Referring to the Zimbabwean crisis caused by the occupation of farms by war veterans of the struggle for freedom from colonial domination in the old Rhodesia, a political commentator in an Afrikaans newspaper observes that it would not have happened if Zimbabwe, instead of giving amnesty to violators of human rights in the old Rhodesia, had set up a truth commission similar to the one in South Africa. This is a remarkable acknowledgement in a newspaper that consistently had shown itself as a severe critic of the Truth and Reconciliation Commission (TRC). This indicates that the debate on the TRC is not yet over and that, as the time goes on, new perspectives on the work of the TRC will open up. In this respect, the collection of essays on the TRC in Looking Back, Reaching Forward can play an important role, because here we have the remarkable story and a debate triggered by it from the inside – in the words of the editors: an “internal critique”.
The fact that all the essays were written by either insiders, commissioners, staff members and others closely associated with the TRC or by known sympathisers could have been a grave weakness. Instead, the book succeeds in creating a remarkably potent platform from which a vigorous future debate can issue. Wherever there is internal critique, there is always the possibility of an ongoing debate which in itself could become a part of the history of the TRC, not to be ignored by the future generations of South Africa.
A review of a collection of essays is notoriously difficult. With limited available space it becomes even more difficult. I only can try to give potential readers an overview of the structure of the book and some idea of the contents of the various sections. Reference to certain essays must therefore not be construed as an implied criticism or devaluation of essays not mentioned.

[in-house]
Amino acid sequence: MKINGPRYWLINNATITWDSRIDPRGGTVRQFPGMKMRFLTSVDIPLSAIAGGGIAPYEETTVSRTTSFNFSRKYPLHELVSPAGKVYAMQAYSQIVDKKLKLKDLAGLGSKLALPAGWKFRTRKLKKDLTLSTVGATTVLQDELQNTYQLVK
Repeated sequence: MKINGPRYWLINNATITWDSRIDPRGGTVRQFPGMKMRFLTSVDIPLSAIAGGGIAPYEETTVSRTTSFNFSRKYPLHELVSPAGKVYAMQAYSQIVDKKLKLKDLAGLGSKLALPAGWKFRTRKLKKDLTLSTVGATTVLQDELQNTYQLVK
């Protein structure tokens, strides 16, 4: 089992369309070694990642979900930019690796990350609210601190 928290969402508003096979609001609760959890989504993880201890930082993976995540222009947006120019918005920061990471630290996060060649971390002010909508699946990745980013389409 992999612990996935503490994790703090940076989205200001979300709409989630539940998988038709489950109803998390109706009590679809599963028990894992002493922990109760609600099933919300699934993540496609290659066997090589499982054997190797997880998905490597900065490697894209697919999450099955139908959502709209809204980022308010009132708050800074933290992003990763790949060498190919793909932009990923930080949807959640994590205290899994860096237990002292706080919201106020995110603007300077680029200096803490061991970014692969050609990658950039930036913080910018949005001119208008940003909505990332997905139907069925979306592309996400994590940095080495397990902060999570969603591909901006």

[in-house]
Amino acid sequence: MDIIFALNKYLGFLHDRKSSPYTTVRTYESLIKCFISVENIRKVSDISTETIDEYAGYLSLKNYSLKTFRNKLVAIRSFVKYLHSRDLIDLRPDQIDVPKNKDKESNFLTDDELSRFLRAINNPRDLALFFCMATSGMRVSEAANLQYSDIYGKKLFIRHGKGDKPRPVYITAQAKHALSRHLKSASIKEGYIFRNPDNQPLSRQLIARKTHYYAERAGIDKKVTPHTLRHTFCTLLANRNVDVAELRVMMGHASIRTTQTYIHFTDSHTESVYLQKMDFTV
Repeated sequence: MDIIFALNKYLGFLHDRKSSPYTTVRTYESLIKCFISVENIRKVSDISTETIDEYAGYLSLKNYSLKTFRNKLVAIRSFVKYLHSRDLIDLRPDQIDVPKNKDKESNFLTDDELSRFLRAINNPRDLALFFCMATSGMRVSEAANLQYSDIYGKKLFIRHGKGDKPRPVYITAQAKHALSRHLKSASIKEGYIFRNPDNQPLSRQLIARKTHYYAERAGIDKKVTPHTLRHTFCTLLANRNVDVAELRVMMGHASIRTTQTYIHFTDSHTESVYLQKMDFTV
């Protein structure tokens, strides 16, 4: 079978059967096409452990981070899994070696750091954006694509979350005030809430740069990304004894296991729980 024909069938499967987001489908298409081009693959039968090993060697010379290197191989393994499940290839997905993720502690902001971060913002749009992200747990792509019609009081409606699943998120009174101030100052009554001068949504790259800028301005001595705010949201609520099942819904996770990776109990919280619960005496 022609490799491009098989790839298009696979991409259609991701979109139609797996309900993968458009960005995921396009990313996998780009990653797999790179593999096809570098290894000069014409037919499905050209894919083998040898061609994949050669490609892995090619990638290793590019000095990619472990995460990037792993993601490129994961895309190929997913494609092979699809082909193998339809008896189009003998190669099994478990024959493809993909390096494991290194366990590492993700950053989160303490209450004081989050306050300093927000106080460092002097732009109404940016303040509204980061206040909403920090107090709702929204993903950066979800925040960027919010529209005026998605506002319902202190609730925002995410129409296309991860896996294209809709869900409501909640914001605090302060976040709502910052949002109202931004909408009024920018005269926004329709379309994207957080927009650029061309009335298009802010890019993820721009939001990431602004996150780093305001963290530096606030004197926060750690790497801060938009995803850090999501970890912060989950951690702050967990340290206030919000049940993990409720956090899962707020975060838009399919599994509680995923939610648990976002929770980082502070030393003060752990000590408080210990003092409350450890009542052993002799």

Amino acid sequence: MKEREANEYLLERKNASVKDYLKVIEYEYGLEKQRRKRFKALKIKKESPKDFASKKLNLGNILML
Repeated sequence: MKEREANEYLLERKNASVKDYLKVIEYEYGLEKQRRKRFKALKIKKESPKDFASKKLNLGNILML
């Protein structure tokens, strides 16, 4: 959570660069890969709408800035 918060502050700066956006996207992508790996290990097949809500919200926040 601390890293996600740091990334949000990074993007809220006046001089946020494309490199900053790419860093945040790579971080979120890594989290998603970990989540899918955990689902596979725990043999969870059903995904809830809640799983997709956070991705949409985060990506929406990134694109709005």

The essays are presented in four sections. Section 1 deals with the historical context and origins of the TRC. In this section Dumisa Ntsebeza, one of the former commissioners of the TRC, places the TRC process against the backdrop of international human rights developments and gives us some insight into the problems experienced during the process, for instance the disclosure of the names of perpetrators against human rights by their victims in public. A second historical overview, this time specifically from a South African perspective, is given by Johnny de Lange. He is very clear that South Africa had no option but to create the TRC, but then the question remained: Was South Africa going down the road of retributive justice or was it seeking reconciliation? This was the challenge: how to achieve both justice and reconciliation. De Lange gives us the compelling reasons behind the thinking of those responsible for the drafting of the legislation, a very necessary contribution because for many this perceived ambivalence was precisely the weakness of the TRC’s mandate. The whole inherent problem is emphasised by Paul van Zyl’s essay on justice without punishment, making it abundantly clear that entrenching the rule of law in the wake of what happened in South Africa is a very complex and difficult task. A comparison between South Africa’s truth commission and others worldwide is also given in this section by Priscilla Hayner.